Joe Dixon Joe Dixon - 8 days ago 4
C# Question

How to make inline functions in C#

I'm using Linq To XML

new XElement("Prefix", Prefix == null ? "" : Prefix)


but I want to do some computation to the prefix before adding it to the xml, like eliminating spaces, special chars, some calculations etc

I don't want to create functions because this ones won't be of any help on any other part of my program but this, so is there any way to create inline functions??

Answer

Yes, C# supports that. There are several syntaxes available:

  • Anonymous methods (available from C# 2 onwards)

    Func<int, int, int> add = delegate(int x, int y)
                         {
                             return x + y;
                         };
    Action<int> print = delegate(int x)
                        {
                            Console.WriteLine(x);
                        }
    Action<int> helloWorld = delegate // parameters can be elided if ignored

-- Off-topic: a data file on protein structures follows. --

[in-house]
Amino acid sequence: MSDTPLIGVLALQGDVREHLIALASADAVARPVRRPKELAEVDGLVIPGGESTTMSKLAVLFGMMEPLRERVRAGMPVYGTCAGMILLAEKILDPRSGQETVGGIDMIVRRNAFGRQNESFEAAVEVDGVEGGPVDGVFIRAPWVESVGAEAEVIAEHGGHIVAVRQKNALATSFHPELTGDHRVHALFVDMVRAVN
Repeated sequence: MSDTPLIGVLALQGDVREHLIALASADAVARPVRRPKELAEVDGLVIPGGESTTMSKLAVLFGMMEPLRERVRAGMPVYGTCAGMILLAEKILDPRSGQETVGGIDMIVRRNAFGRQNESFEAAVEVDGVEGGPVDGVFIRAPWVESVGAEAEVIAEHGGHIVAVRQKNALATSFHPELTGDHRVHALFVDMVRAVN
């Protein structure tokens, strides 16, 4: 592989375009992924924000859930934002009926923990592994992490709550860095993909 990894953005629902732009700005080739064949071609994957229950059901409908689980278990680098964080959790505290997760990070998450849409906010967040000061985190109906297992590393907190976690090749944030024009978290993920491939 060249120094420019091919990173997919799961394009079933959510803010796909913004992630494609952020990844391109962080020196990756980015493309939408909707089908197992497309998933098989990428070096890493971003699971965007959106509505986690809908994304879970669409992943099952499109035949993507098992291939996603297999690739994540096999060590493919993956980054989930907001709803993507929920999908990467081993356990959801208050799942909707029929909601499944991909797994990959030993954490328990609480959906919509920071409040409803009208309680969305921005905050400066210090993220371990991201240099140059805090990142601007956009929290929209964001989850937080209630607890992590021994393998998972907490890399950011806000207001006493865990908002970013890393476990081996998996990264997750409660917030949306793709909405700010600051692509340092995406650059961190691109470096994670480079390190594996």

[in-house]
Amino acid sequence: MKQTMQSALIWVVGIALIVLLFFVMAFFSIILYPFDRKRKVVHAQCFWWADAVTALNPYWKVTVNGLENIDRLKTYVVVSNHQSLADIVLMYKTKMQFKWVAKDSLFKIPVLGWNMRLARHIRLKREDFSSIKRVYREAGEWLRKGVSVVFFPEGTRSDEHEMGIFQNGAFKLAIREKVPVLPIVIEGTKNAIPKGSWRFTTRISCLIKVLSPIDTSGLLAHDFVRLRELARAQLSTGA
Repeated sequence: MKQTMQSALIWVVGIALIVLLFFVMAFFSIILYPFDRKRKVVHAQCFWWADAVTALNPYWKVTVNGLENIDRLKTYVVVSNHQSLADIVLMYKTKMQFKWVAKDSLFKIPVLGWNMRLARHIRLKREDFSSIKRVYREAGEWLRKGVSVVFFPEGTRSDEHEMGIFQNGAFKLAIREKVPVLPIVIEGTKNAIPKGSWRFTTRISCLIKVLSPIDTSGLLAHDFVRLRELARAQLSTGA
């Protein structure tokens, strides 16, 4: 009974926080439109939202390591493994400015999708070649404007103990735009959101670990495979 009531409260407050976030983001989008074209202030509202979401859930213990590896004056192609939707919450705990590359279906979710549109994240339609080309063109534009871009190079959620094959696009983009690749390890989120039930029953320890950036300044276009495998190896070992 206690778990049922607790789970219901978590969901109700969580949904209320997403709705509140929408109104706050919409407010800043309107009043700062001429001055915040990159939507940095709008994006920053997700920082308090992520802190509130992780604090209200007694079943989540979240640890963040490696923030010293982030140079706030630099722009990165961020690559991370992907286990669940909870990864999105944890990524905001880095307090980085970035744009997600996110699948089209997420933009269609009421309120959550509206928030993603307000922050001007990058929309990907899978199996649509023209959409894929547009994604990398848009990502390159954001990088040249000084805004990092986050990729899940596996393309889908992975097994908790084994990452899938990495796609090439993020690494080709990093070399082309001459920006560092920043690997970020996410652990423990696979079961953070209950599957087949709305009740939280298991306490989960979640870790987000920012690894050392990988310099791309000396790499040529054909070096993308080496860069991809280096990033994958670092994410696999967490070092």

{
                                 Console.WriteLine("Hello world!");
                             }
    
  • Expression Lambdas (available from C# 3 onwards)

    Func<int, int, int> add = (int x, int y) => x + y; // or...
    Func<int, int, int> add = (x,y) => x + y; // types are inferred by the compiler
    
  • Statement lambdas (available from C# 3 onwards)

    Action<int> print = (int x) => { Console.WriteLine(x); };
    Action<int> print = x => { Console.WriteLine(x); }; // inferred types
    Func<int, int, int> add = (x,y) => { return x + y; };
    

There are basically two different types for these: Func and Action. Funcs return values but Actions don't. The last type parameter of a Func is the return type; all the others are the parameter types.

There are similar types with different names, but the syntax for declaring them inline is the same. An example of this is Comparison<T>, which is roughly equivalent to Func<T,T,int>.

Func<string,string,int> compare1 = (l,r) => 1;
Comparison<string> compare2 = (l,r) => 1;
Comparison<string> compare3 = compare1; // this one only works from C# 4 onwards

These can be invoked directly as if they were regular methods:

int x = add(23,17); // x == 40
print(x); // outputs 40
helloWorld(x); // helloWord has one int parameter declared: Action<int>
               // even though it does not make any use of it.